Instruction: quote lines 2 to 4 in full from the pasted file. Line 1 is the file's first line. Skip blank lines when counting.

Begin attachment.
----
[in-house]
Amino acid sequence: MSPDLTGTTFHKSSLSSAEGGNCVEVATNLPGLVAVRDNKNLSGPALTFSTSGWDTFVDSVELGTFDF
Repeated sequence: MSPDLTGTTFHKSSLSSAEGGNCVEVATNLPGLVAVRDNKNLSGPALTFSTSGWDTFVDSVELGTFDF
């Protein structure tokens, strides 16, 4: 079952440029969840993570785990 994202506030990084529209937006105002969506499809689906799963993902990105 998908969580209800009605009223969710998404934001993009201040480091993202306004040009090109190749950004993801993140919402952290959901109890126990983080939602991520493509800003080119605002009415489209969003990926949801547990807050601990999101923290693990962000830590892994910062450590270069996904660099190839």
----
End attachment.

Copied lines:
Amino acid sequence: MSPDLTGTTFHKSSLSSAEGGNCVEVATNLPGLVAVRDNKNLSGPALTFSTSGWDTFVDSVELGTFDF
Repeated sequence: MSPDLTGTTFHKSSLSSAEGGNCVEVATNLPGLVAVRDNKNLSGPALTFSTSGWDTFVDSVELGTFDF
């Protein structure tokens, strides 16, 4: 079952440029969840993570785990 994202506030990084529209937006105002969506499809689906799963993902990105 998908969580209800009605009223969710998404934001993009201040480091993202306004040009090109190749950004993801993140919402952290959901109890126990983080939602991520493509800003080119605002009415489209969003990926949801547990807050601990999101923290693990962000830590892994910062450590270069996904660099190839």